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Monthly Archives: December 2013

End of year, beginning of fear?

being an athleteI can confirm that in my case CrossFit doesn’t get any easier. I now have a strength programme. It requires me to train four times a week. That’s another training session more than I already do. It contains deadlift and press, back squat and bench, two lifts I’m happy with and two I hate. Plus another pull up programme – which has bicep curls in it!

1 – I’m not doing curls at CrossFit
2 – I’m scared all over again
3 – I need to get over my fear of failure.

So then somebody posted this article which just drove me bats. Doubly bats in fact because (a)  New Yorker? (okay it’s just a blog, but they’re supposed to be famous for fact checking) and (b) this partial view of the nature of CrossFit is informed by the nature of the observer more than by observation – in my opinion.

Numbering all over again:

1 – I have never heard a CrossFit box called a black box
2 – I have never stood in a circle with CrossFitters and shared personal information – let alone trivia like my breakfast preference
3 – comparing CrossFit to EST or AA completely fails to recognise the difference between a cult and a circle of excellence again, in my personal opinion. Google Kaizen if you want to know where I’m coming from.
4 – he trains once or twice a month in New York and more in New Orleans?  I think that’s what you call an interest, not a hobby and definitely not a fitness regime

So, I reflected on my own motivation. The reason I CrossFit is not so that I can play any competitive sport, outperform anybody of any gender or age, or feel like a better parent and I’m not sure that most people would recognise those motivations – at least, not when they are mid or post WOD, struggling to breathe and wondering exactly what large vehicle just ran them over and left them for dead!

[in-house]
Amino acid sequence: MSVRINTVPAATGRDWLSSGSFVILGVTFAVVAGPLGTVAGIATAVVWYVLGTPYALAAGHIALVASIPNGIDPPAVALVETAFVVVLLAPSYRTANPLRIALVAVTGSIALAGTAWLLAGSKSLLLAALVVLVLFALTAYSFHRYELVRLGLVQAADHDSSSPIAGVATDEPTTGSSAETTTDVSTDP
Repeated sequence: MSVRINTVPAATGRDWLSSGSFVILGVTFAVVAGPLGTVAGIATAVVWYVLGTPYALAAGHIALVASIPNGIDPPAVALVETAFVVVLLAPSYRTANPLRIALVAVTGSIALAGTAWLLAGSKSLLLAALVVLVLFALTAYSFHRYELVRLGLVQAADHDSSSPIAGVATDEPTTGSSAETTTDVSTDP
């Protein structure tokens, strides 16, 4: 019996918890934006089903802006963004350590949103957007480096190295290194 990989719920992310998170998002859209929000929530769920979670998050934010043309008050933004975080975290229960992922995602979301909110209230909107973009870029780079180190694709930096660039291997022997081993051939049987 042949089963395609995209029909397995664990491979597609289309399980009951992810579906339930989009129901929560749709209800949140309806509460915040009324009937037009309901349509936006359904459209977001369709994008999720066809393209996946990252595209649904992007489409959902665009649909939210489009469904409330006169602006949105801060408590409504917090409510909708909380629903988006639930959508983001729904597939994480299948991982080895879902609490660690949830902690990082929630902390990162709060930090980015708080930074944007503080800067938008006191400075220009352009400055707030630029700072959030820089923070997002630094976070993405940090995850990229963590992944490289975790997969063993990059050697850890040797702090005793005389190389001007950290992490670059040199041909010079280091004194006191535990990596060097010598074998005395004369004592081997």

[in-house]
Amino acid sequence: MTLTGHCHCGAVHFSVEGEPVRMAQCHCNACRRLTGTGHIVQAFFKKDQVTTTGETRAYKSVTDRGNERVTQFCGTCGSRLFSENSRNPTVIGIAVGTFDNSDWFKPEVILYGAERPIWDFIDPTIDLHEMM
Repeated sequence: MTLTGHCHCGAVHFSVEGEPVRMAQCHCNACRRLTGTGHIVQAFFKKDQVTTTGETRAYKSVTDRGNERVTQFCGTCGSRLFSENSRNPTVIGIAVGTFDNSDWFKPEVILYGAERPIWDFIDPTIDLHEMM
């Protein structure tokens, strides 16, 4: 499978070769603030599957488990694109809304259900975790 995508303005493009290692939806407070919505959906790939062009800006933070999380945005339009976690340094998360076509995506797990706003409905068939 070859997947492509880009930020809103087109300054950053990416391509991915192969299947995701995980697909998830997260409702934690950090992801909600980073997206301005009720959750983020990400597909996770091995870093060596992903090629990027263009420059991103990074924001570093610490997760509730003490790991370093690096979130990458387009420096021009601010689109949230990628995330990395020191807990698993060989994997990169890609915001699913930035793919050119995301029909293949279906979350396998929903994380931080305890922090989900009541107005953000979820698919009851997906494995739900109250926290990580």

I do CrossFit for specific health and fitness reasons. Just incidentally, and unintentionally, I find that CrossFit is a way of having my arse handed to me on a plate again, and again, and again. Now in my professional life I’m really good at rejection – damn few writers make a career unless they are able to handle copious amounts of ‘No thanks’ or just ‘No’ and get right back to work. CrossFit is the physical equivalent of that kind of rejection. I’m not good enough. Will never be good enough. Have been publicly shown to be not good enough.

So what?

Give up? Walk away? Hide?

As a writer, as a brain injury survivor and as somebody who has perhaps more experience with PTSD than is good for anyone, I know that failure lies not in being ‘not good enough’, it’s in internalising rejection as a judgement. Rejection just is.

I’ve seen work that was rejected three dozen times find a prestigious and lucrative home. I’ve seen my best work rejected again and again (and again, and is just about to be trunked, after talking to my agent and agreeing that there’s nowhere else to go with it, and I still think it’s my best work, to date).

We’re going to be sending out a novel soon. It might be another process of rejection, but that’s not failure, that’s just process.

I don’t have to prove anything at CrossFit to anybody except me. I try hard not to cheat, not to whine and not to fold, because that’s the person I wish to be. If I fall short of any of my chosen ideals that doesn’t make me a bad person, it just makes it a bad day, unless I take that less-than-desired behaviour and make it a part of me. I can mess up on any day, but on most days I don’t. I can write some crappy stuff, but most days I can make it better. Much better.

CrossFit is a strength, fitness and conditioning system that gives anybody the chance to define and move towards their chosen goals. Mr Beller’s goals are meaningless to me. His description of CrossFit as a cult seems wide of the mark to me and his description of his experience is like nothing I have ever seen or experienced in any box I’ve visited. Even so, the very fact that he has some goals and is willing to work towards them on some level makes him just like me and on that basis I applaud him.